For a moment, the men are nothing more than four or five tiny specks in the sky, framed by red and white parachutes. You have to hold your hand against your eyes to shield the sun from your view; otherwise you could miss the parachuters entirely.
They appear to float effortlessly back down to Earth. And then, in the last 20 seconds, their grace turns into bared teeth and tugging on their parachutes as they try to hit a blown-up target lying on the grass at the Lodi Parachute Center.
The men are part of a nine-member parachute precision team from Qatar, training in Lodi for 40 days in the hopes that they could one day compete for national competitions.
Each team member is young — the oldest is just over 30 years old — and all were all selected from Qatar's national military to be a part of the team, led by precision parachute champion Vittorio Guarinelli of Italy.
They have been in Lodi, staying at the Hampton Inn & Suites, for the past 10 days, each day growing a little bit more comfortable with jumping out of a plane not even 3,300 feet in the air and falling back to Earth.
For the center's owner, Bill Dause, having teams from around the world jump at his business is nothing new.
"Keep up, I am going to show you something (quickly)," he said. "Here is a man from Brazil, and over there, they are from Russia. And that man sitting on that chair, he is from Austria. Where are you from? ... Oh, Vegas."
Dause said his center is known worldwide, so having the team practice there is not surprising, but it is still an honor.
Guarinelli had his team in DeLand, Fla., before coming to Lodi, having them earn their B-license so that they could continue to practice.
A B-license is required by the United States Parachute Association for intermediate jumpers. B-license holders are able to do things like perform night jumps, water jumps and participate in basic group jumps.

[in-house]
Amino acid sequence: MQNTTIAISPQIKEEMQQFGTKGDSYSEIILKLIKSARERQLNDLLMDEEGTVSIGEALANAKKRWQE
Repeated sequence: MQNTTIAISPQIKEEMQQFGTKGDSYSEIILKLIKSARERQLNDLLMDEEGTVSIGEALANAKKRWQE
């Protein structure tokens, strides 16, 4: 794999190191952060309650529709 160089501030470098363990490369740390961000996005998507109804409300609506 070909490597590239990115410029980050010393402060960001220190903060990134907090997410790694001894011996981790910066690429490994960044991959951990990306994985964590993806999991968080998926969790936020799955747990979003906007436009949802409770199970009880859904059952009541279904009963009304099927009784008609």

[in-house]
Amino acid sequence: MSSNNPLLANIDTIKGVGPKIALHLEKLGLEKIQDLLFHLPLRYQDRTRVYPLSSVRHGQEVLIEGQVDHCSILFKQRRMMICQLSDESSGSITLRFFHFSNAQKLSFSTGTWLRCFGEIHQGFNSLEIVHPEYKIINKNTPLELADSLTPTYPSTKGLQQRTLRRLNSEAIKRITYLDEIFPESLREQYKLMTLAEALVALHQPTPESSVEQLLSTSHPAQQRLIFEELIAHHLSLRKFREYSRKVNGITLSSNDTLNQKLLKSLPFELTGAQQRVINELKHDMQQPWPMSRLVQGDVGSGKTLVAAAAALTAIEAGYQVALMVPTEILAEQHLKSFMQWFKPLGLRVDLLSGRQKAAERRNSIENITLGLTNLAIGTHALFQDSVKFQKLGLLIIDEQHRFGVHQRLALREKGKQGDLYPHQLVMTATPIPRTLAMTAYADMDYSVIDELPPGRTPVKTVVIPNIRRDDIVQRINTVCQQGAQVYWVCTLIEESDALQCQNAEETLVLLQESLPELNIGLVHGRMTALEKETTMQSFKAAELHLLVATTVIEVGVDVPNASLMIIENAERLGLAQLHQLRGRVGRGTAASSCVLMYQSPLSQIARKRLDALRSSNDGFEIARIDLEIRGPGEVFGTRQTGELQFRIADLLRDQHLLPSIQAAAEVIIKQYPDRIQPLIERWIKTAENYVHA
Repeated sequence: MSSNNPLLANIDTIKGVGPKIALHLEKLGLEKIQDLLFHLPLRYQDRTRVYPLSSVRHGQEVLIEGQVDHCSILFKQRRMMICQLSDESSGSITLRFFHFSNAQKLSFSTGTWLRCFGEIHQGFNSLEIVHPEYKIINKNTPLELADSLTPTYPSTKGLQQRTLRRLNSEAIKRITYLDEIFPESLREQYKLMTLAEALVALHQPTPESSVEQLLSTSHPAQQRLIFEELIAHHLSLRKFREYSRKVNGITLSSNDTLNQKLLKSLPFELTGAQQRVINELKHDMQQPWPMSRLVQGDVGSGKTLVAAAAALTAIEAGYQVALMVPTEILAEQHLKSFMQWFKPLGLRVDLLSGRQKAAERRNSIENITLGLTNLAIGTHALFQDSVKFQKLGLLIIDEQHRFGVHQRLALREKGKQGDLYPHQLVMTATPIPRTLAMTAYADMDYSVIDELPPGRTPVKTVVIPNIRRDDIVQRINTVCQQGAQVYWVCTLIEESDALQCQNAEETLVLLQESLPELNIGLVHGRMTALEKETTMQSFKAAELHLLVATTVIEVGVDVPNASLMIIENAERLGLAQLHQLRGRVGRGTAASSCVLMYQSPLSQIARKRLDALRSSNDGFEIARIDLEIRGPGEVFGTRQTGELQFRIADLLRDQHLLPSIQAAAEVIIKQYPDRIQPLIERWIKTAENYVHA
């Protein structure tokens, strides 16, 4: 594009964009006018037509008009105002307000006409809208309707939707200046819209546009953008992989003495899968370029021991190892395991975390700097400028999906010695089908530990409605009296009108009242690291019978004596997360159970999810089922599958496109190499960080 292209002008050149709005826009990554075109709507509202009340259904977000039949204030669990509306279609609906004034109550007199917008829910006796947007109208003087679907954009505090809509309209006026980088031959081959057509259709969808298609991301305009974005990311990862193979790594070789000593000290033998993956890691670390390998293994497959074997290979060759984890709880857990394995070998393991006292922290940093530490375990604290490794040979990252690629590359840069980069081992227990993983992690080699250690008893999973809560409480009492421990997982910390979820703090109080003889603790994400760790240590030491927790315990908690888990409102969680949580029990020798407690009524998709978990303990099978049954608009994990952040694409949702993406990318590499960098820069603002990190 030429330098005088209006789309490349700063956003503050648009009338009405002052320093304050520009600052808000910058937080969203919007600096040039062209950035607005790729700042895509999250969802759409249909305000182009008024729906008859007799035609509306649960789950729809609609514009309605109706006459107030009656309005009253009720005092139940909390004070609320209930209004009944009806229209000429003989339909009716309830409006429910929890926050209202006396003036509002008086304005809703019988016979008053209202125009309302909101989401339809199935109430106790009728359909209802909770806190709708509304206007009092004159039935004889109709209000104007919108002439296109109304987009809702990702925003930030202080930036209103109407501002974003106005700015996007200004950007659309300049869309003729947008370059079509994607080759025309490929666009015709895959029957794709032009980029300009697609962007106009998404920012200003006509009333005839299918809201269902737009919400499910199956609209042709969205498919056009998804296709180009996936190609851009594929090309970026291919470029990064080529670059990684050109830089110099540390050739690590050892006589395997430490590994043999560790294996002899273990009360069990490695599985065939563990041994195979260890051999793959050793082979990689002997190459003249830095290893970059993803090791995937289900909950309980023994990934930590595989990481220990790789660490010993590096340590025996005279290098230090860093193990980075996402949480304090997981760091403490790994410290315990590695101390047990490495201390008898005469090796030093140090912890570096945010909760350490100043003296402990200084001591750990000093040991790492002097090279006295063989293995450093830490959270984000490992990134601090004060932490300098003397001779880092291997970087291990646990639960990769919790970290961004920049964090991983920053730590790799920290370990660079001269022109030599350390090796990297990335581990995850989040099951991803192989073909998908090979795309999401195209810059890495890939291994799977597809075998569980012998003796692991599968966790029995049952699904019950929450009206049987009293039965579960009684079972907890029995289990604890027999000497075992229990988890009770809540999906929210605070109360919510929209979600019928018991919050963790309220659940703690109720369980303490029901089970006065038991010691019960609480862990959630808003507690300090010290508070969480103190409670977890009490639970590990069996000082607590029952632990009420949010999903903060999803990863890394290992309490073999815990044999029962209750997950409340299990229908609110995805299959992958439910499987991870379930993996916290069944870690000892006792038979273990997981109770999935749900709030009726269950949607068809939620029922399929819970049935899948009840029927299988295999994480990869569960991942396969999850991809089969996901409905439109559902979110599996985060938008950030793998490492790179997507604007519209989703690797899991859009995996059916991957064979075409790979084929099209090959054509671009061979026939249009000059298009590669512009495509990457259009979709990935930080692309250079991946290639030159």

B-license holders must complete a certain number of requirements set forth by the USPA.
Those requirements include completing 50 jumps and an accumulated 30 minutes of free-fall time, and parachuters must land within 10 meters of a target set up on 10 of their jumps.
B-license holders must also have graduated from holding an A-license, which they must obtain first. The A-license has fewer jump requirements, among other sanctions.
Guarinelli, who has been precision parachuting since 1984 when he was in the Italian military, has completed more than 8,000 jumps and said even though he is training nine men, he must whittle that number down at the end of training to determine his team.
The team has only been jumping since November, but in that short amount of time, their ability to hit the inflated, round target has already improved since they began jumping last week.
But hitting a large target is just the beginning for the team.
In competition, precision parachuters have to hit a target that is just two centimeters in diameter. And that's not the hardest part.
They have to hit the mark with the back of their heel before fully landing.
To say that precision parachuting is a science is an understatement.
On Monday, gusty winds had Guarinelli drawing diagrams on a white board in green pen, showing his team how to handle parachuting down when the weather is not ideal.
For example, with Monday's winds, parachuters were advised to try and fall between three and five meters per second at a fairly sharp downward angle.
If breezes are fair and the weather is nice, parachuters are told to simply glide down less than three meters per second, and at a very smooth 35 to 40 degree angle.
And even with tough gusts and cooler temperatures, the burgeoning precision parachuters from Qatar are quick learners, and many show potential.
In less than two weeks in Lodi, half of the team are already hitting the inflatable every time, and the rest are descending within inches.
Though the team members chatted amongst themselves in Arabic, offering tips and words of encouragement, they rarely spoke in English, mostly because they do not know the language.
However, at one point during the morning, one of the team members walked over.
Smiling, he extended his hand.
"Thank you," he said, before hustling over to the tarmac to board the next plane with three of his other teammates.
He could not be late for his third jump of the day, after all.
Contact reporter Katie Nelson at firstname.lastname@example.org.